Does your dog always follow you around, never leaving your side? Is their attention always focused on you?
You may have what’s called a “Velcro dog.” Let’s find out what this means and whether you should be worried about your dog’s clingy behavior.
What Are Velcro Dogs?
If you answered “yes” to any of the previous questions, it’s likely that you have a clingy dog. Some refer to clingy dogs as “Velcro dogs” (named after VELCRO®) because it’s as if your dog is attached to you.
Although clingy dog behavior can be endearing, it can also be frustrating, especially when your dog just won’t leave you alone—even for a minute!
Why Is My Dog So Clingy?
There are several reasons why your dog may be clingy. It may just be a learned behavior, or it may be a sign of an issue. The best option is to make an appointment with your veterinarian so you can work together to determine the cause for your dog’s clinginess.
Here are some common reasons why dogs can be clingy:
Clinginess in dogs is often a learned behavior. Dogs learn this behavior from humans by the way we interact with them. If you always give your dog food when they follow you into the kitchen, or you pet them every time they lie next to you, you’re teaching them that following you leads to some type of reward.
If you give puppies constant attention when they’re developing, they can become fearful of being alone and subsequently never want to leave your side.
Illness or Aging
Older dogs with vision or hearing loss, or those experiencing cognitive decline, can suddenly become clingy because their world is becoming unfamiliar to them.
Dogs who are ill or bored can also become clingy. Talk to your vet to understand what might be causing the sudden clingy behavior.
Anxiety and Stress
Dogs who have anxiety issues often develop clingy dog behaviors. Interestingly, dogs can also become clingy if they sense our stress or anxiety.
Dogs can also become clingy if you change their daily routine or make changes in the home or household that cause them stress.
Clingy Dog Breeds
As if all of these reasons weren’t enough, some dog breeds are prone to clinginess. For example, lapdogs, like Shih Tzus, tend be needy dogs. Also, working dogs, who are trained to be dependent, can become clingy.
Clinginess in dogs can also signal a bigger behavioral problem: separation anxiety. It’s important to know how to differentiate between a clingy dog and a dog with separation anxiety so you know how to best manage the behavior. You will need the help of your veterinarian or a veterinary behaviorist for this.
Clinginess and separation anxiety are similar but not exactly the same. Generally, what separates them is how a dog reacts to being away from their person or people.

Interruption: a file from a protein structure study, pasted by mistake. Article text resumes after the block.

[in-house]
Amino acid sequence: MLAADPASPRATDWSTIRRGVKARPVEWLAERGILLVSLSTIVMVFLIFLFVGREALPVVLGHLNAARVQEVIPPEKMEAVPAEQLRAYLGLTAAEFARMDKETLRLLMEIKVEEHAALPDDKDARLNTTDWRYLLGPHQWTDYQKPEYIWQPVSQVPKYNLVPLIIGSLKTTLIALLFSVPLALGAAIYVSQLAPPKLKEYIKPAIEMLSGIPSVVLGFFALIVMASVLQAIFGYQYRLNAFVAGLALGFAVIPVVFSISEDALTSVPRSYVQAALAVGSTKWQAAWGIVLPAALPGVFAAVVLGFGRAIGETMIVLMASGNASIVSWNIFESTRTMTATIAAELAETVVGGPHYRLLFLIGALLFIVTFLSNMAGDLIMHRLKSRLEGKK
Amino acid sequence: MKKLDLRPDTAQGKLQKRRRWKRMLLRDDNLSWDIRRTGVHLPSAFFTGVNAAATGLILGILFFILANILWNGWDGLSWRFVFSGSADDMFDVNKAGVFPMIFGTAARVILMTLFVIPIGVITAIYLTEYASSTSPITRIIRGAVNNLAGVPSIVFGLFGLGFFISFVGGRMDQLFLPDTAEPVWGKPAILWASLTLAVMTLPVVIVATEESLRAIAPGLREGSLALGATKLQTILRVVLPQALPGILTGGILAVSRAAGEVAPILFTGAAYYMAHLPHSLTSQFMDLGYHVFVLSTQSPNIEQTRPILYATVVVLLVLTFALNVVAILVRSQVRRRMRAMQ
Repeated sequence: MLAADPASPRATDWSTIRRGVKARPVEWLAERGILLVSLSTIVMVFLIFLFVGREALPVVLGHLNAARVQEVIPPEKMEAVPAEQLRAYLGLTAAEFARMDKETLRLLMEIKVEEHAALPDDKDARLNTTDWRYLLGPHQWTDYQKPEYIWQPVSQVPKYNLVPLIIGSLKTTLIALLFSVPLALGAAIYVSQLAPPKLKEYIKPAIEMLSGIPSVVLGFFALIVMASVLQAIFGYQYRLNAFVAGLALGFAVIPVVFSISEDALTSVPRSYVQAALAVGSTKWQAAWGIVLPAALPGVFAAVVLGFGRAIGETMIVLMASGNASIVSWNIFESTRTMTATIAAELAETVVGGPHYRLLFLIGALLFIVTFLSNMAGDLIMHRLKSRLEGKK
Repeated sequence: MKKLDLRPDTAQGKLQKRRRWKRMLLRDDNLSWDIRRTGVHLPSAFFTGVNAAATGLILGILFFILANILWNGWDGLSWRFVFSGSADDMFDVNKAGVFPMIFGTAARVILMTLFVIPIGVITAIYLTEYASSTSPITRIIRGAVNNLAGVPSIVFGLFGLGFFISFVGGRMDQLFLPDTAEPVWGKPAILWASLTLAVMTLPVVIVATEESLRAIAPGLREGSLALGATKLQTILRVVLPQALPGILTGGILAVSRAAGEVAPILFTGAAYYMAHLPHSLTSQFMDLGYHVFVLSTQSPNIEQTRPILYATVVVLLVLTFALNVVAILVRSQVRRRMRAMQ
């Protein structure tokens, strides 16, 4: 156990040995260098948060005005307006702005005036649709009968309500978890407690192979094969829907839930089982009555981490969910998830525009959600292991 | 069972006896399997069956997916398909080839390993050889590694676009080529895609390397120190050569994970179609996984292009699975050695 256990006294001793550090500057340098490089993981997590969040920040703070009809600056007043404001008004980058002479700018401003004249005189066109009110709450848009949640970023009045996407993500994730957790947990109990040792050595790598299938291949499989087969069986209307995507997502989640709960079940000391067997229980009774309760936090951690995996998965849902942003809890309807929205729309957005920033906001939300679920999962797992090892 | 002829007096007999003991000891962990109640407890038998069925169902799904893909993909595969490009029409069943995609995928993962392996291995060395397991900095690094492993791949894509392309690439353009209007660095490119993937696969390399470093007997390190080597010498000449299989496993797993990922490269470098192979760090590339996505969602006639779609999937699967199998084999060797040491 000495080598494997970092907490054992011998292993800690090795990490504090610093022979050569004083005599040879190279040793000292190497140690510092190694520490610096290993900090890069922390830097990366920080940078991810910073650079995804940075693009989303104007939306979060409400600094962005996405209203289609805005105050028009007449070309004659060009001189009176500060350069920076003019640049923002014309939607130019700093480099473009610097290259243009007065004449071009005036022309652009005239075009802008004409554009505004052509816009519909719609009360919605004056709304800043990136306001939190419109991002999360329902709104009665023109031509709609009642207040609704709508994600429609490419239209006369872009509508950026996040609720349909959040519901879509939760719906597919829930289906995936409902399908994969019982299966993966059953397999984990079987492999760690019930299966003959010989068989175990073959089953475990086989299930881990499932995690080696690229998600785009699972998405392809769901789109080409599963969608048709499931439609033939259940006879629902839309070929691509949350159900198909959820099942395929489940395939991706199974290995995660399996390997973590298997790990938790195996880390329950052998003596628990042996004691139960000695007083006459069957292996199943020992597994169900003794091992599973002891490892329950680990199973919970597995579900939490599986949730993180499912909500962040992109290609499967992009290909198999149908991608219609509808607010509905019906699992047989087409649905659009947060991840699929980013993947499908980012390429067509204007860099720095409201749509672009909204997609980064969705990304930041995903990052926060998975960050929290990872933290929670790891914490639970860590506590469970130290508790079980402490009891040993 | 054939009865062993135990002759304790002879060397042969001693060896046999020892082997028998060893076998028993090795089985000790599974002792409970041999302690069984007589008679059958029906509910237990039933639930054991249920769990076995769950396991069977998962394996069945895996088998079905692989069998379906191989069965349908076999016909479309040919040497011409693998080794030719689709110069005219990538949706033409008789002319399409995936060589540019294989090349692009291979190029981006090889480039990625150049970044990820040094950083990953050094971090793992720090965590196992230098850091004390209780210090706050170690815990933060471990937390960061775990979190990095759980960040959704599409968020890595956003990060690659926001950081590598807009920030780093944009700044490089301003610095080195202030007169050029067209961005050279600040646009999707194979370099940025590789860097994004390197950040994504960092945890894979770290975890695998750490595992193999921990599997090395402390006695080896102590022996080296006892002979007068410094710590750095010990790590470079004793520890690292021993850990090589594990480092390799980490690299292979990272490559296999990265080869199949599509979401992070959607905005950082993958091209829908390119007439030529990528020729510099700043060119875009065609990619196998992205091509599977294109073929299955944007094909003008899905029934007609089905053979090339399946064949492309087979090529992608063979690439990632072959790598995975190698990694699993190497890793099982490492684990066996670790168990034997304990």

Clingy dogs want to be around you when you’re at home, but they don’t panic when you’re not there. A dog with separation anxiety panics when you’re not around.
Separation anxiety causes dogs to engage in destructive, anxious behavior when left alone. Such behavior includes incessant whining, pacing, destructive chewing, and urinating or defecating in the home.
Clinginess becomes a problem when it progresses to separation anxiety. If a clingy dog starts becoming anxious or panicky when left alone, it’s time to suspect separation anxiety and seek professional behavioral help.
How to Help Your Dog Be Less Clingy
If you have a clingy dog without separation anxiety, there are ways you can teach them to become more independent. Here are several strategies that can help reduce a dog’s clinginess.
- Increase exercise. A good bout of physical activity will tire your dog enough to where they have little interest in following you around. Make sure the exercise is appropriate for your dog’s age and health history. Consult your veterinarian for appropriate exercises for your dog.
- Stimulate their mind. A bored dog may become clingy because they don’t have anything better to do. Interactive toys keep dogs mentally stimulated and encourage independent play.
- Create a special space. Set up a space with your dog’s bed and favorite toys where your dog can go instead of following you around. Train your dog to go to this area with a cue like, “Go to your special space,” and immediately reward them with a treat when they go there.
- Desensitize your dog to your movements. Your dog has probably associated certain movements (e.g., going to the kitchen, grabbing your keys) with you rewarding or leaving them. To “normalize” these movements, practice doing them without actually going through with the normal activity that goes with them.
For example, go to the kitchen and start sweeping instead of getting food out, or grab your keys and turn on the TV instead of leaving the house. Eventually, your dog will learn that your movements don’t warrant much or any attention.
How to Help Clingy Senior Dogs
Aging dogs with vision loss can sometimes benefit from adding night-lights in dark areas. Also, keep the general setup of your home and furniture the same. Dogs with sight loss tend to learn their way around their environment through their other senses but can get confused when even a chair is in a different place.
Certain foods and supplements have been shown to help with cognitive function in dogs, such as omega-3 and omega-6 fatty acids.
Finally, puzzle toys and other methods of mental stimulation have been proven to stimulate neurons in the brain, supporting cognitive function.
If these strategies do not reduce your dog’s clinginess, consult either your veterinarian or a veterinary behaviorist for further guidance.
Featured Image: iStock.com/Kesinee Khaikaew